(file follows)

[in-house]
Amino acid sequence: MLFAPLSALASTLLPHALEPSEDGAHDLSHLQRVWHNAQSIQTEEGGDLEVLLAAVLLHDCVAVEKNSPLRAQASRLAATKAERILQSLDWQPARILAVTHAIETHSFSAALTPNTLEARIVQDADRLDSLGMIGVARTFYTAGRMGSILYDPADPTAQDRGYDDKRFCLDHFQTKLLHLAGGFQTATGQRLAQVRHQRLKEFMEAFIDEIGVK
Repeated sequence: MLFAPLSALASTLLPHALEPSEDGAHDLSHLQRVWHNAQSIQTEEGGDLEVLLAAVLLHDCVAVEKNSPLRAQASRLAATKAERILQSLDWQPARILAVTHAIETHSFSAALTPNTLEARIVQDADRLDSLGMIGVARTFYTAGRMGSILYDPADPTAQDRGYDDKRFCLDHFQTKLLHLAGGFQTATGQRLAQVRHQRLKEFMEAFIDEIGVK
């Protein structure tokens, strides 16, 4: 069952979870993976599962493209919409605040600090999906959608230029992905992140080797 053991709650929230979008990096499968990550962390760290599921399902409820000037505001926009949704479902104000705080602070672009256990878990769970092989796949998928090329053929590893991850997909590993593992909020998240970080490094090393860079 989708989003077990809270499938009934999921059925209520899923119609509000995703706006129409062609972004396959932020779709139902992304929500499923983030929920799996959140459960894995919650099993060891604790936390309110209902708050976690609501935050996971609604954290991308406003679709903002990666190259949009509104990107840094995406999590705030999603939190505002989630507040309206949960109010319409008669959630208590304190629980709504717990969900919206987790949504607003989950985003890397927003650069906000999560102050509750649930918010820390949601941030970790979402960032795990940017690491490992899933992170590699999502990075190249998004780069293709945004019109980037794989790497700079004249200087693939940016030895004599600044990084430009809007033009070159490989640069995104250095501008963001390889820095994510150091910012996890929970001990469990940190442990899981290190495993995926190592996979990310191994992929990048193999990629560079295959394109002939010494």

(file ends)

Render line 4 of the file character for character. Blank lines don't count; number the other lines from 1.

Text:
């Protein structure tokens, strides 16, 4: 069952979870993976599962493209919409605040600090999906959608230029992905992140080797 053991709650929230979008990096499968990550962390760290599921399902409820000037505001926009949704479902104000705080602070672009256990878990769970092989796949998928090329053929590893991850997909590993593992909020998240970080490094090393860079 989708989003077990809270499938009934999921059925209520899923119609509000995703706006129409062609972004396959932020779709139902992304929500499923983030929920799996959140459960894995919650099993060891604790936390309110209902708050976690609501935050996971609604954290991308406003679709903002990666190259949009509104990107840094995406999590705030999603939190505002989630507040309206949960109010319409008669959630208590304190629980709504717990969900919206987790949504607003989950985003890397927003650069906000999560102050509750649930918010820390949601941030970790979402960032795990940017690491490992899933992170590699999502990075190249998004780069293709945004019109980037794989790497700079004249200087693939940016030895004599600044990084430009809007033009070159490989640069995104250095501008963001390889820095994510150091910012996890929970001990469990940190442990899981290190495993995926190592996979990310191994992929990048193999990629560079295959394109002939010494």